How Much Dairy Foods are Needed Daily?
Dairy group foods are important throughout our lifespan. Children, teens and adults need their daily calcium; children are building strong bones, teens are growing rapidly and adults need to keep their bones strong. Foods in the dairy group provide many nutrients that are beneficial to the body – especially improved bone health. Calcium is a key nutrient found in dairy group foods. Calcium builds bones and teeth. The vitamin D in some milk foods helps your body use calcium better, so your bones stay strong. Dairy foods also have potassium, which may help lower your blood pressure.
The MyPlate Daily Checklist provides a personalized food plan; this includes the amounts you need from each food group. To assure adequate intake of calcium, MyPlate recommends a daily intake of 2 cups of dairy products for children ages 2 to 3 years old, and 2-1/2 cups for 4-8 year olds. Individuals 9 years and older are recommended to consume 3 cups per day. What counts as a cup in the dairy group? In general, 1 cup of milk, yogurt, or soymilk (soy beverage), 1-1/2 ounces of natural cheese, or 2 ounces of processed cheese. Drinking one cup of milk with a meal provides nearly 1/3 of your daily calcium.
Getting Your Calcium
The dairy group includes all liquid milk and products made with milk that contain their calcium after processing, including yogurt, cheese and calcium-fortified soymilk (soy beverage). The foods made from milk that have little or no calcium, such as butter, cream cheese and cream, are not part of the dairy group. Most dairy group choices should be fat-free or low-fat. If you’re lactose intolerant, try yogurt, lactose-free milk, or soymilk (soy beverage) to get your calcium.
Calcium choices for those who do not consume dairy products include:
- Calcium-fortified juices, cereals, breads, rice milk, or almond milk.
- Canned fish (sardines, salmon with bones), soybeans and other soy products, some leafy greens (collard and turnip greens, kale and bok choy). The amount of calcium that can be absorbed from these foods varies.
Easy Ways to Add More Dairy Foods
- If you usually drink whole milk, switch gradually to fat-free milk. This change cuts saturated fat and calories, but doesn’t reduce calcium or other essential nutrients.
- Have fat-free or low-fat yogurt as a snack.
- Make fruit-yogurt smoothies in the blender.
- Include milk or calcium-fortified soymilk (soy beverage) as a beverage at meals.
- Build a breakfast parfait with your favorite yogurt, fruit and whole grain cereal.
- Sneak in healthier eating by pairing cheese with fresh fruit or vegetables. Research shows that when cheese is coupled with these foods, it helps kids eat more of all of them.
- Add fat-free or low-fat milk instead of water to oatmeal and hot cereals.
- Top cut-up fruit with flavored yogurt for a quick dessert.
- Top casseroles, soups, stews, or vegetables with shredded reduced-fat or low-fat cheese.
- When recipes such as dips call for sour cream, substitute plain yogurt. Use fat-free evaporated milk instead of cream, and try low-fat or fat-free ricotta cheese as a substitute for cream cheese.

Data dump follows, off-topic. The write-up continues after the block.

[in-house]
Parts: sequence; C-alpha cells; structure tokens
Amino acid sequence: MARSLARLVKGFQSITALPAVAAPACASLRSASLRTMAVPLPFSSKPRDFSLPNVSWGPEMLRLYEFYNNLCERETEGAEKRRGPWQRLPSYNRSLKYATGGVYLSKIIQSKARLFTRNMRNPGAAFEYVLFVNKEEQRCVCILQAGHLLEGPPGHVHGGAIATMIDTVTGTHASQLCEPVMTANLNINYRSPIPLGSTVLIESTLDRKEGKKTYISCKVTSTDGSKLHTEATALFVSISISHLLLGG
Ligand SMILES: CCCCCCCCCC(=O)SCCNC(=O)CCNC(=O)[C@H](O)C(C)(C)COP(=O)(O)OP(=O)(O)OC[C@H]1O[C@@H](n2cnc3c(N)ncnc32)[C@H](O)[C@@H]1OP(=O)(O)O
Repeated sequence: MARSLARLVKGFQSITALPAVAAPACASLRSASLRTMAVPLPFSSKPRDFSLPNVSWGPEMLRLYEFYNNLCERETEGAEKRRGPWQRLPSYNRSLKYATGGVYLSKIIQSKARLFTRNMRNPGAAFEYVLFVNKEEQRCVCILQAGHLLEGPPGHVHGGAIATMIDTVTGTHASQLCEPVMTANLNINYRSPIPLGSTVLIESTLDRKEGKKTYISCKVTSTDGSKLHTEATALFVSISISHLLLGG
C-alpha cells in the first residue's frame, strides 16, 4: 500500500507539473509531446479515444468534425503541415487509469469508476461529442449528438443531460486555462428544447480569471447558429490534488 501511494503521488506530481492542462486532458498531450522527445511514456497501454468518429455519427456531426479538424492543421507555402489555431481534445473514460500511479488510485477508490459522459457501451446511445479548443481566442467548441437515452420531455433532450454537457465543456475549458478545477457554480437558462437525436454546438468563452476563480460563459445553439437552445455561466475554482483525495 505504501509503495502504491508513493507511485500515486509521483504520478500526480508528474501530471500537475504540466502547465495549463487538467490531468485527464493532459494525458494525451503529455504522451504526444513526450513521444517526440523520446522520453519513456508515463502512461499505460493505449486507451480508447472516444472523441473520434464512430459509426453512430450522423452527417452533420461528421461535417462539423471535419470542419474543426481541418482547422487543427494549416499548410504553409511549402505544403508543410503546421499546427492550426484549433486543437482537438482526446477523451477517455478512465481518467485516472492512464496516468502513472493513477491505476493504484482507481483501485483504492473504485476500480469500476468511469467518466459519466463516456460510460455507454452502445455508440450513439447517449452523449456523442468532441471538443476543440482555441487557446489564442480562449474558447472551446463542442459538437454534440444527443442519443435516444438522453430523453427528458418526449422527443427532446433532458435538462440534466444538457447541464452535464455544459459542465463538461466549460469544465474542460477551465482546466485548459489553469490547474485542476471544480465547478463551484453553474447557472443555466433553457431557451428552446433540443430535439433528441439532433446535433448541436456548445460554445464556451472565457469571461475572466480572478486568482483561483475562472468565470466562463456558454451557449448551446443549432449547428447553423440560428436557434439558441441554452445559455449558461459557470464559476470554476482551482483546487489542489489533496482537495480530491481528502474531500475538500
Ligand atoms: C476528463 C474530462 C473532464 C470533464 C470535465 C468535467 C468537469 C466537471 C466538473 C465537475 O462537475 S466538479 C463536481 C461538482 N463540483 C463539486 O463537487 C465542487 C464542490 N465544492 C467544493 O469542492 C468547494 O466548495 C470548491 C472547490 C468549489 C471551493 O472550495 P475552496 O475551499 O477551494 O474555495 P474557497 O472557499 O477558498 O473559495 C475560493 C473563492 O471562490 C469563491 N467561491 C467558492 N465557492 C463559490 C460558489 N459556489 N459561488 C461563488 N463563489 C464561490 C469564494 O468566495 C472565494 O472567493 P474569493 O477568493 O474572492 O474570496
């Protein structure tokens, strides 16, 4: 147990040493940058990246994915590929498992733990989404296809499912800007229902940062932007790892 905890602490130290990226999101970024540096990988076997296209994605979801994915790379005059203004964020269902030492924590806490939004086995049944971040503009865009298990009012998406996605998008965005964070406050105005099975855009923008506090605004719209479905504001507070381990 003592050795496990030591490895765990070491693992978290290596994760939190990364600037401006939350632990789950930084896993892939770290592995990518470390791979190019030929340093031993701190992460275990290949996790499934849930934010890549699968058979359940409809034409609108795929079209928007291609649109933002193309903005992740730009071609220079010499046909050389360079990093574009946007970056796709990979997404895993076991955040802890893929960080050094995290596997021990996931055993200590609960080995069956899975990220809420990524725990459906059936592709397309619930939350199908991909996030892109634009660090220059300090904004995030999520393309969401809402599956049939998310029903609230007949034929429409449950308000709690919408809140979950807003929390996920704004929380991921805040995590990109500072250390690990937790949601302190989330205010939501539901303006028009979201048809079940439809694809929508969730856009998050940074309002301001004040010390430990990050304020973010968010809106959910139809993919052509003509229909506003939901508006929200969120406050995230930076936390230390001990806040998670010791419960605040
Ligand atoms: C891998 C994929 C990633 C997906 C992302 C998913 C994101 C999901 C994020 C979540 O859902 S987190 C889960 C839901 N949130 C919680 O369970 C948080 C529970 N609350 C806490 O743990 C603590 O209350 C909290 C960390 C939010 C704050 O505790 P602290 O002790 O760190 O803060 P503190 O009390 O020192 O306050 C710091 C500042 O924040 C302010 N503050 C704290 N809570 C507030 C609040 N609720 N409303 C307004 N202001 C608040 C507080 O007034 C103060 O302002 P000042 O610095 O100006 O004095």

- If you drink cappuccinos or lattes, ask for them with fat-free (skim) milk.
- Use fat-free or low-fat milk when making condensed cream soups (such as cream of tomato).
Try the following dairy recipes. They are easy to serve anytime.
Fruit Salsa Yogurt Parfaits
Courtesy of Midwest Dairy Council
- 1 (15-ounce) can peach slices packed in juice
- 1 (8-ounce) can pineapple chunks packed in juice
- 2 kiwi, peeled and chopped
- 1 cup strawberries, chopped
- 2 tablespoon brown sugar
- 1/4 teaspoon ground cinnamon
- 1/4 teaspoon ground ginger
- 1 (32-ounce) carton nonfat vanilla yogurt
- Drain peach slices. Discard juice (or use for something else).
- Drain pineapple chunks, reserving juice.
- Chop peaches and pineapple.
- Toss peaches, pineapple, kiwi, strawberries, brown sugar, spices and reserved pineapple juice in a medium bowl. Layer 1/2 cup yogurt with 6 tablespoons of fruit salsa in each of eight parfait glasses or dessert dishes. Serve immediately.
- Makes 8 servings.
Nutrition Facts: Per serving: Calories: 160, Fat: 0g, Carbohydrates: 28g, Dietary Fiber: 2g, Protein: 11g, Sodium: 60mg.
Frosty Orange Banana Sipper
Courtesy of Midwest Dairy Council
- 1 medium banana, peeled, chunked and frozen
- 3-ounces frozen orange juice concentrate
- 1 cup low-fat milk (set in freezer 30 minutes before using)
- 1 (6-ounce) container low-fat vanilla yogurt
- Combine all ingredients in a blender.
- Blend until smooth and creamy.
- Pour into a glass and enjoy.
Nutrition Facts: Calories: 140, Fat: 7g, Carbohydrates: 13g, Dietary Fiber: 2g, Protein: 7g, Sodium: 330mg. Serves 1.
For additional information about dairy, check out University of Arkansas Research & Extension’s Dairy Does a Body Good. Are you looking for quick, easy, and delicious dairy recipes? See North Dakota State University Extension’s Now Serving: More Calcium-rich Foods!
- United States Department of Agriculture. MyPlate. 10 Tips: Got Your Dairy Today?
- United States Department of Agriculture. MyPlate. Tips for Making Wise Choices in the Dairy Group